The metal row lines 17 are connected to the emitters 14 by fusible metal links 20, usually composed of titanium:tungsten. As seen in the section views of FIGS. 3a and 3b, the metallization used for the row lines 17 and emitter contacts 21 is double level, the lower level 22 being a refractory metal or metal alloy, such as titanium:tungsten, and the upper level 23 being a thicker layer of aluminum. The segment of metallization having the fusible-link 20 therein is single level; it does not have the overlying aluminum layer 23 so its resistance will be much higher.
In accordance with the invention, the fusible-link 20 is raised above the surface of the silicon oxide layer 24 which was used as the diffusion mask in forming the transistors. This creates a gap 25 which thermally insulates the link 20 from the silicon oxide 24 and the substrate silicon 16. The gap 25 is perhaps one micron high and one or two tenths of mils long. The transverse width of the link 20 over the gap is about 0.05 mil.
The entire top face of the bar is covered with a protective overcoat 26 which is a glaze or silicon oxide deposited at low temperature. The coating 26 is needed to protect the device from deterioration due to humidity and various surface effects which occur even in hermetically sealed semiconductor devices. The overcoat 26 unfortunately contains the material and vapor when the fusible-links are blown, possibly causing shorts or low resistance bridges where open circuits should occur, this being due to the fact that in prior art devices the molten metal was constrained and could not ball up away from the blown portion. In the device made according to the invention, however, the molten metal and vapor has room in the void or gap to avoid these problems.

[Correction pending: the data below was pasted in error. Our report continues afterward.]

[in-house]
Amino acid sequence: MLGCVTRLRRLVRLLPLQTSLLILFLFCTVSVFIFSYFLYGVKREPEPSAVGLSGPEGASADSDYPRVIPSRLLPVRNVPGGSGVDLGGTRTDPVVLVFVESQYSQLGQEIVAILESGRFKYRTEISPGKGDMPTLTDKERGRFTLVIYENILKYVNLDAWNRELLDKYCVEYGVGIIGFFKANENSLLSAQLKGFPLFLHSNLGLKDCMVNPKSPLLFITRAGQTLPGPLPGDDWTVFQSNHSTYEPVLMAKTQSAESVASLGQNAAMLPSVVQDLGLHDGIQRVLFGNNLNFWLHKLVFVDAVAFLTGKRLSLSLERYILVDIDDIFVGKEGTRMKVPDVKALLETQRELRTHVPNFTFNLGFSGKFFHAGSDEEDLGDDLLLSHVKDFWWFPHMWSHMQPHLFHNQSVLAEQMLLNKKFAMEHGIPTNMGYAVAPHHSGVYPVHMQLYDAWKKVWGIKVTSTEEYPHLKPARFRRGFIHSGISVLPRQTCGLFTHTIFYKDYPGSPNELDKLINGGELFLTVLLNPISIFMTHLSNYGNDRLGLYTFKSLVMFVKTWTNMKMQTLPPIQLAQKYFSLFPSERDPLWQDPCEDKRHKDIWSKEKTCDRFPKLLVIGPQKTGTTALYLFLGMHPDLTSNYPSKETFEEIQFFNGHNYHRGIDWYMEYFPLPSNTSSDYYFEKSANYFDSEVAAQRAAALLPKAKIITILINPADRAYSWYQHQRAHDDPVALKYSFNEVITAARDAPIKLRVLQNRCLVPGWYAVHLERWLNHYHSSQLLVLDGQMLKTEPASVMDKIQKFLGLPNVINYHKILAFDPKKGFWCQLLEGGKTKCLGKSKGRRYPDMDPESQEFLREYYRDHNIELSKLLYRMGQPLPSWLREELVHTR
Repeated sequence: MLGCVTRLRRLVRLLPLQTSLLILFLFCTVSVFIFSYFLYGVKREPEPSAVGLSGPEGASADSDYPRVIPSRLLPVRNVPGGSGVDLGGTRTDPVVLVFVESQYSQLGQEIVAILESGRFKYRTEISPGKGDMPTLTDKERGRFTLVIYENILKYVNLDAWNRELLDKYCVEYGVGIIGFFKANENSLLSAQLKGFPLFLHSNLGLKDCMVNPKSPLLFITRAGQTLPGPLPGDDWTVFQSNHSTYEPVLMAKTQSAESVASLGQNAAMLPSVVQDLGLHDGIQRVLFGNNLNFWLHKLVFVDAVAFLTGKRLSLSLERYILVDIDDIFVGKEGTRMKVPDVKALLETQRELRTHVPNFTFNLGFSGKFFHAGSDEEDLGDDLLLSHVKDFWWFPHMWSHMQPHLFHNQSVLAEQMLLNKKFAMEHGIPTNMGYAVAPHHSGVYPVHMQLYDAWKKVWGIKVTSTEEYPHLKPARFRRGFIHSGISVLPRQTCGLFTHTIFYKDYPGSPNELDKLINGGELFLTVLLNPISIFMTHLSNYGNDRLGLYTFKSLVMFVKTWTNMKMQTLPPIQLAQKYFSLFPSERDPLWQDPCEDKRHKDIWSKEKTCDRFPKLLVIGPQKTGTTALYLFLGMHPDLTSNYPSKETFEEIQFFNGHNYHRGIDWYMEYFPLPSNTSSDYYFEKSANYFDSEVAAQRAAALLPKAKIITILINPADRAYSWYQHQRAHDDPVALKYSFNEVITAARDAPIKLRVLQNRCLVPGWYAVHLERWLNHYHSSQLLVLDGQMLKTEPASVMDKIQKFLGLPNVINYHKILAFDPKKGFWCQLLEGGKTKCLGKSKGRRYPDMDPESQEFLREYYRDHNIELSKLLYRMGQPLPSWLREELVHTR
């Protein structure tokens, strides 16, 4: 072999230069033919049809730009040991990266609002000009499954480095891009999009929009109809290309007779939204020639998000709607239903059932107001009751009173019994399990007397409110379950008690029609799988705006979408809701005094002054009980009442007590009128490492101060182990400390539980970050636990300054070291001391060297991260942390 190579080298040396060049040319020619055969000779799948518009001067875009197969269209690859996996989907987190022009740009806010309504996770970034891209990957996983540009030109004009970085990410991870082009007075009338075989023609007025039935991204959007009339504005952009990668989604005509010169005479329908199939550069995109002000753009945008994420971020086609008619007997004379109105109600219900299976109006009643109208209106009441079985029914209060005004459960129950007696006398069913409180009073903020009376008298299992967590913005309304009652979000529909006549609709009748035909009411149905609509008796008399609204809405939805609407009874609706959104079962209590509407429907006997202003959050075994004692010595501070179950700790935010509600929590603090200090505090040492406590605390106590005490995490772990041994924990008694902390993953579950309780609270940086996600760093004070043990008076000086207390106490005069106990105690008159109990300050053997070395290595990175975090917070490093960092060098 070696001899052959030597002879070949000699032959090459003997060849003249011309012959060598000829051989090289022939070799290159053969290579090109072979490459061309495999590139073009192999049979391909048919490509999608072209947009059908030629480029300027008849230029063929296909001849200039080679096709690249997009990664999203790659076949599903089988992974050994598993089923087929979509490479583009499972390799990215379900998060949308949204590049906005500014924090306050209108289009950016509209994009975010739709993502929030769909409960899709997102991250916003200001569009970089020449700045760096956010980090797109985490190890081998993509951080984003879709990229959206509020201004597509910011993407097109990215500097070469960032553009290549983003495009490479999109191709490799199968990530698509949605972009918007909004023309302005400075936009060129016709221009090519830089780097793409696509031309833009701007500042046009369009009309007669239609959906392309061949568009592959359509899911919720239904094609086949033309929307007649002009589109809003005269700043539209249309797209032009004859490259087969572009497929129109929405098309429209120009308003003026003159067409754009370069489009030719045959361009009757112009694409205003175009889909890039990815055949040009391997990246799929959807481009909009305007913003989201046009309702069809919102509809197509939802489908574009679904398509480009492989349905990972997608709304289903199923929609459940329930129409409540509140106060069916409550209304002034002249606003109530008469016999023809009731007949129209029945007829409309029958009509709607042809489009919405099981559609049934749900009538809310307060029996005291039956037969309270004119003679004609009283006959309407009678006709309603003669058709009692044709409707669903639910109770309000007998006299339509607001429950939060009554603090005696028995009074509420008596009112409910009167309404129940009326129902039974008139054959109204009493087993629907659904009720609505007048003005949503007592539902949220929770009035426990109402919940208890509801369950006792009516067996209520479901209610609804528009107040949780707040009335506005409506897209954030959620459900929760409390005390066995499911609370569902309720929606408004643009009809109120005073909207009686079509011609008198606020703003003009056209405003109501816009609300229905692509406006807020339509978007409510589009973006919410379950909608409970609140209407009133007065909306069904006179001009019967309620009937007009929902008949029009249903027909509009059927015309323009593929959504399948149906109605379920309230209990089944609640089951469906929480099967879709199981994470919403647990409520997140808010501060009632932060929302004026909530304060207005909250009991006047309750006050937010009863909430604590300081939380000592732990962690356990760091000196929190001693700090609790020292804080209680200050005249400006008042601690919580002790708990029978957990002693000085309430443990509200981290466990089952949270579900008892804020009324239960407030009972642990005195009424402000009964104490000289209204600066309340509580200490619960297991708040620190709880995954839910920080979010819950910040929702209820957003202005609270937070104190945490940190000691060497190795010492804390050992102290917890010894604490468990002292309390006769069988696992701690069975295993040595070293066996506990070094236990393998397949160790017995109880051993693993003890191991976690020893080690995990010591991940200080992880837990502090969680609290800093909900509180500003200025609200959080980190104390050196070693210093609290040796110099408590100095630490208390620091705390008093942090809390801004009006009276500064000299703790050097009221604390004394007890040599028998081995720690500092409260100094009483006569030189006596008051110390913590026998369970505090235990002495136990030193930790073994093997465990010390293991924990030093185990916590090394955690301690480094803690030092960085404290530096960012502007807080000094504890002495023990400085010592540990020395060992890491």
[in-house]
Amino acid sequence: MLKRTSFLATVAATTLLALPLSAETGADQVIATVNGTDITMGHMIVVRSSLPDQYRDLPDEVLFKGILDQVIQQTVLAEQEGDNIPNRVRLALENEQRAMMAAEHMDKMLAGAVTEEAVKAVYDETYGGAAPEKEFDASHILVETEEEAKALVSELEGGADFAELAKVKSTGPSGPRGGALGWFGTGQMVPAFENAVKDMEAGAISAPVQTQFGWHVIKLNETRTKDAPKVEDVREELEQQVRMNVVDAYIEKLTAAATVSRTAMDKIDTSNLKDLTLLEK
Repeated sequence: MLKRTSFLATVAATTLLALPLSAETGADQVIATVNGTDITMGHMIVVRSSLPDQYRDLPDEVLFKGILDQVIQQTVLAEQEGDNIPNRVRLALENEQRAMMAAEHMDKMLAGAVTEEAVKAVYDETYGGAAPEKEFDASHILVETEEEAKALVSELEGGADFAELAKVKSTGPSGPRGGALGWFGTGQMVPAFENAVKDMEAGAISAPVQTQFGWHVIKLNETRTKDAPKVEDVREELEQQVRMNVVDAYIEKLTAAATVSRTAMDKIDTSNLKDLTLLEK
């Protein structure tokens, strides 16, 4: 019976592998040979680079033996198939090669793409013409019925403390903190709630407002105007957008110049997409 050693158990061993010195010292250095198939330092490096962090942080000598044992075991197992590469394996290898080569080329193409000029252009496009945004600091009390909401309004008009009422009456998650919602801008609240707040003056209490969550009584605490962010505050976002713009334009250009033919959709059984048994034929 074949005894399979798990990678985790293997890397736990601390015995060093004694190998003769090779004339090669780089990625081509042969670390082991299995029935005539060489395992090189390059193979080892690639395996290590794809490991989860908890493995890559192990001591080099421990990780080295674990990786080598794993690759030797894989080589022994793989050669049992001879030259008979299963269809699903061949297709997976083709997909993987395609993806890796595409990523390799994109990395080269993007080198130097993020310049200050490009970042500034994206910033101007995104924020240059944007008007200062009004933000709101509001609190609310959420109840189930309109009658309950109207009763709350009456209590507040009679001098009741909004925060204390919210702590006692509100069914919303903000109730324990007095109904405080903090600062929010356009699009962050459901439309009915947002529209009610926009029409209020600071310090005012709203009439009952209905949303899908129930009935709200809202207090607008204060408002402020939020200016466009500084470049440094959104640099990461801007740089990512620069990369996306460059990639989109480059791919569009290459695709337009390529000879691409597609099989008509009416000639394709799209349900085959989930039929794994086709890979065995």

Turning now to FIGS. 4a-4c, a method of making the device of FIGS. 1, 3a and 3b will be described. After having performed the base and emitter diffusions by conventional means, the silicon oxide layer 24 remains as seen in FIG. 4a. A layer of photoresist is applied to the entire top surface of the slice and exposed to light through a mask and developed to leave small mounds or segments 27 where each of the gaps 25 are to exist. Then, a thin film 22 of refractory metal is deposited over the top surface and a film 23 of aluminum is deposited over the film 22, as seen in FIG. 4b. The aluminum is patterned by a photoresist operation, removing aluminum above the segment 27 and leaving the strips 17 and the contact areas above the emitters 14 as seen in FIG. 4c. Next, the refractory metal film 22 is paterned to remove all exposed parts except the strips 30 which include the fusible-links 20. The photoresist segments 27 are now exposed everywhere except beneath the small links 20, and all of this photoresist may be removed by a standard PG,7 photoresist stripper solution, leaving the links suspended above the thermal oxide 24. Thereafter, the passivation coating 26 is applied. Nevertheless, the links 20 are still free to melt back since space below is available so the titanium:tungsten can ball up and pull back or can evaporate and condense out on the surfaces of the cavity.
While this invention has been described with reference to illustrative embodiments, this description is not intended to be construed in a limiting sense. Various modifications of the illustrative embodiments, as well as other embodiments of the invention, will be apparent to persons skilled in the art upon reference to this description. It is, therefore contemplated that the appended claims will cover any such modifications or embodiments as fall within the true scope of the invention.